Barbados Prime Minister Mia Mottley Wednesday urged greater cooperation among Caribbean Community (CARICOM) countries in ensuring the success of the CARICOM Single Market and Economy (CSME) that allows for the free movement of goods, skills, labour and services across the 15-member regional integration grouping.
“We have since Montego Bay been able to reignite in our people a confidence that can make this Caribbean project worth our while and that we can allow it to make a definable difference in their lives,” Prime Minister Mottley said, as she addressed the opening of the ninth meeting of the Prime Ministerial Sub-Committee on the CSME.
Mottley said the signing of the protocol on Contingent Rights was the first initiative in that regard, saying “no one in the Caribbean will move easily without understanding what will be the implications for their spouses, their dependent parents or their children”.
She said that it is in this “real way we have made a definable difference to our people.
“Similarly those amongst us in our region who are committed towards expanding their enterprises now have the opportunity to see that they can bid for government contracts over a certain threshold with respect to the protocol on Government Procurement that we are hoping to put in place by the next heads of government meeting for signature”.
Mottley said that the fact that the Council of Ministers of Finance and Planning (COFAP) has met twice in the last four months, having not met for the last five years “is also a signal of our intention to be serious about the region’s business”.
At least six CARICOM prime ministers are attending the one-day prime ministerial meeting here and the CARICOM Secretariat said that it will focus on stakeholders perspectives and recommendations for an effective CSME, including objectives and priorities; free movement of persons; the role of the private sector and labour; as well as public awareness/ education programme.
“They will also seek to address some macro-economic support measures, namely a review of the establishment of the enabling support measures for a competitive CSME, and some priority elements; specific key considerations for CSME effectiveness; consultation mechanisms; establishment of a single jurisdiction and single registration for companies; and the definition of a CARICOM national,” it added.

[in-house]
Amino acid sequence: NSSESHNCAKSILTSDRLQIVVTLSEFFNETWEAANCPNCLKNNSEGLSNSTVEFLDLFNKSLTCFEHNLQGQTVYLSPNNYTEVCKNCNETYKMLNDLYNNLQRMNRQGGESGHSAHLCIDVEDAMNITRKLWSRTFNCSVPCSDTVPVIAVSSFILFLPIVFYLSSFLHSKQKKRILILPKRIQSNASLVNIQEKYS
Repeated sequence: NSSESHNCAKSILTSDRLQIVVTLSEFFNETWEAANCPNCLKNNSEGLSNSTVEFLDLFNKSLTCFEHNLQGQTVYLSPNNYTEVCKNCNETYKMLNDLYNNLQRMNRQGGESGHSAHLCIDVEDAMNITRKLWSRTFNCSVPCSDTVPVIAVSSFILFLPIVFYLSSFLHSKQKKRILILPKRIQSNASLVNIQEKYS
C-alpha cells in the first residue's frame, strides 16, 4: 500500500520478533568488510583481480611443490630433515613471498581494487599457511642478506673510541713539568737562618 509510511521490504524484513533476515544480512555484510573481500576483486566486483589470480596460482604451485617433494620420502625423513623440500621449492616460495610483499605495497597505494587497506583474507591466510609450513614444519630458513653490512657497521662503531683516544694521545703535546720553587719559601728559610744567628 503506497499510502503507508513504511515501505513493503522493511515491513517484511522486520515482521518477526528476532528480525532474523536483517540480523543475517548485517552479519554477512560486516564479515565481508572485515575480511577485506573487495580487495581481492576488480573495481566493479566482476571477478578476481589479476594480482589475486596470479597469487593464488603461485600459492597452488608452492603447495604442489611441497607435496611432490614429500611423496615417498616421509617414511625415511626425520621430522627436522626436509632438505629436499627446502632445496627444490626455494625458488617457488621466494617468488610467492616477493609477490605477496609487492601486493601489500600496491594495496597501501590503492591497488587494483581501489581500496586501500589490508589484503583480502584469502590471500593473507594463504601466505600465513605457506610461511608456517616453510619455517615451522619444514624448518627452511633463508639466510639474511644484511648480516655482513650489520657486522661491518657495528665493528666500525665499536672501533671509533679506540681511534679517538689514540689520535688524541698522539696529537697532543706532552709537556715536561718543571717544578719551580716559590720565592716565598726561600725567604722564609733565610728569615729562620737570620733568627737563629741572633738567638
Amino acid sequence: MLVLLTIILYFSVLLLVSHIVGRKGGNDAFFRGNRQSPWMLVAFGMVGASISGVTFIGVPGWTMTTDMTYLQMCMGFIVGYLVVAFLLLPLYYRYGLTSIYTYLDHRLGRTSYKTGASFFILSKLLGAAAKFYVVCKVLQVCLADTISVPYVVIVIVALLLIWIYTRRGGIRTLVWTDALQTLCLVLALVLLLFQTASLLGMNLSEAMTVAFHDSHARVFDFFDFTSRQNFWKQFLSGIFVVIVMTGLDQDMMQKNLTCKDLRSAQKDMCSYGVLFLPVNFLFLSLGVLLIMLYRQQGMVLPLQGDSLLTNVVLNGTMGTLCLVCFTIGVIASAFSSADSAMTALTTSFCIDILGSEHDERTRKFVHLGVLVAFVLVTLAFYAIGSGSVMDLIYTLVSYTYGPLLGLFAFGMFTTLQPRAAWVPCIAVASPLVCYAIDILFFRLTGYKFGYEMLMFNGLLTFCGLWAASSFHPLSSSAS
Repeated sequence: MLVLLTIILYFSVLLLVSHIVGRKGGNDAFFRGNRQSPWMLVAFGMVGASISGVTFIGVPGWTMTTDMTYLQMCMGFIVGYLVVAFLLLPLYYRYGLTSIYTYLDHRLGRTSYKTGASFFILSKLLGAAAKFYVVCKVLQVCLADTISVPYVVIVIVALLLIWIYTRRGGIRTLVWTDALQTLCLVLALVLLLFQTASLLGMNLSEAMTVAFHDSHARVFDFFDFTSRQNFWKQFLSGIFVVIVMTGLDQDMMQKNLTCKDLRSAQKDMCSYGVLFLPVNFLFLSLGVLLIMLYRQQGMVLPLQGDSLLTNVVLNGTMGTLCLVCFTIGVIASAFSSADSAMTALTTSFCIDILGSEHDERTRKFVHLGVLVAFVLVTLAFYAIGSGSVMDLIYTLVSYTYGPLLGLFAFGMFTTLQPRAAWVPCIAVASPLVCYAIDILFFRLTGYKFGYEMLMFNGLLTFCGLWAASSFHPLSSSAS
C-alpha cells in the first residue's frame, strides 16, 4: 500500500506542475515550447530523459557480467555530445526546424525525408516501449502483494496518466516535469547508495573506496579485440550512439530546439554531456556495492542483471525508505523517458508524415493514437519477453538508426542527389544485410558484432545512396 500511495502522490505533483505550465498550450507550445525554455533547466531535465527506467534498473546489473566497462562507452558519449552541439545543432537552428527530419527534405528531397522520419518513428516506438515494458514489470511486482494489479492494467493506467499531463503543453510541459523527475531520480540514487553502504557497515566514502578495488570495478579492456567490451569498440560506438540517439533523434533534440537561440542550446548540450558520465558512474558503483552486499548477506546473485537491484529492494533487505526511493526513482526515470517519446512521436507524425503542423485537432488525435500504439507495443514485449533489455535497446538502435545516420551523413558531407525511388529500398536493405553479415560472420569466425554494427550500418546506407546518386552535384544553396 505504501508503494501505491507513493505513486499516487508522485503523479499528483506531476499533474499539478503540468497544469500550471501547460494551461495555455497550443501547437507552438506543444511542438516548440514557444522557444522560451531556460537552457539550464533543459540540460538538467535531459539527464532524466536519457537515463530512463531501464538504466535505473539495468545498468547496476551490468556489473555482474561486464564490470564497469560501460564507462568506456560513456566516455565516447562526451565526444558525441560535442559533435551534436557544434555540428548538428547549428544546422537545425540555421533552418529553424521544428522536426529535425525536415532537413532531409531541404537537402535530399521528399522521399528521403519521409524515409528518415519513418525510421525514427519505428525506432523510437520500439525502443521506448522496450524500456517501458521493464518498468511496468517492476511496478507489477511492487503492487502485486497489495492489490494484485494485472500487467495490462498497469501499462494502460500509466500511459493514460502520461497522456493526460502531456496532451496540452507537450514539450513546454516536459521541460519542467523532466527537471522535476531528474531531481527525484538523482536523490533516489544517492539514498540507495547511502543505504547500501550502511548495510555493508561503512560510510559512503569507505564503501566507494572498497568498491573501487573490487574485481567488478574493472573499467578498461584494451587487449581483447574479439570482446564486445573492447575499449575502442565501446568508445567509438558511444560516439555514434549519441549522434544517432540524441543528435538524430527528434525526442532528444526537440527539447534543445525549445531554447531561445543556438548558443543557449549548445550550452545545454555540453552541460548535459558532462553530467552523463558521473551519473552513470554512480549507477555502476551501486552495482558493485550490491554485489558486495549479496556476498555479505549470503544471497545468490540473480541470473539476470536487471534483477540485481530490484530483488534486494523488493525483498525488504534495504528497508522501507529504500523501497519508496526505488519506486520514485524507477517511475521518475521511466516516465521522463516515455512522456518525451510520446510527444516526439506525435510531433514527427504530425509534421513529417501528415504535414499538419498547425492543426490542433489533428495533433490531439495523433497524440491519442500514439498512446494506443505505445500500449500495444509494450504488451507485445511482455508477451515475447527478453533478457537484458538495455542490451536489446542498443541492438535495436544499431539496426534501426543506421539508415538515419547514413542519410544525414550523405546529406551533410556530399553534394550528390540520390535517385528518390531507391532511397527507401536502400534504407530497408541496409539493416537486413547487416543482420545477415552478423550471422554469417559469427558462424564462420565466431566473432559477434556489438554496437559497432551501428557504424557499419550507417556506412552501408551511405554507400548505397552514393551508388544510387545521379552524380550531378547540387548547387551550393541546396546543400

Prime Minister Mottley, who has lead responsibility for the CSME under the quasi-CARICOM cabinet, said the meeting has a number of issues that require “our urgent attention.
“Some have been identified, some are in process and some are to be out back fully on the agenda,” she said, referring specifically to the need for the region “to make life easier for those of our citizens…who want to move between our countries and who want to do so without having to re-register and pay significant sums of money in each territory in order to do business.
“It is a matter that we believe can easily be remedied and it is one that will make that definable difference in a direct way to those who are citizens doing business in each of our territories,” she said, adding “we remain committed even as we do all of this and even as we meet as heads in Port of Spain later this year to being able to identify how best we can reach the single market in single domestic space in transport and the single domestic space in communications”.
Earlier, CARICOM Secretary General Irwin La Rocque said that the COFAP meeting had agreed to a timeframe to implement a number of elements of the single economy that would enhance the effective use and operation of the single market.
La Rocque said that the Prime Ministerial Sub-Committee is an important body which provides political oversight and strategic direction to advance the CSME, recalling at the last CARICOM Summit in Montego Bay, Jamaica, the leaders , agreed that there should be more frequent meetings of the sub-committee in recognition of the need for more intense focus on the CSME.
“These more regular sessions will keep the developments and progress under review and seek to address the challenges on an ongoing basis. It is also a clear signal from the Community’s leadership of their commitment to make the CSME more effective.”
La Rocque said that stakeholders continue to believe that the CSME remains the best viable option and platform to achieve the goal of sustainable development for the region.
“They urged that there be more engagement with them, as beneficiaries of the measures, in order to gauge the progress and iron out the difficulties in exercising their rights and accepting their obligations under the various regimes.
“We must therefore put in place a system of consultations at both the national and regional levels to involve the private sector, labour, the youth and other stakeholders more intimately in the process. This would make for more effective decision making and implementation while creating the feeling that we are all in this together.”
La Rocque said that an important aspect of moving the process forward is the need for Member States to make every effort to implement the agreed commitments and obligations.
“The approved implementation plan sets out time frames for so doing in the short, medium and long terms. The efforts to fulfil those requirements will be a significant and positive signal that we mean business,” he added.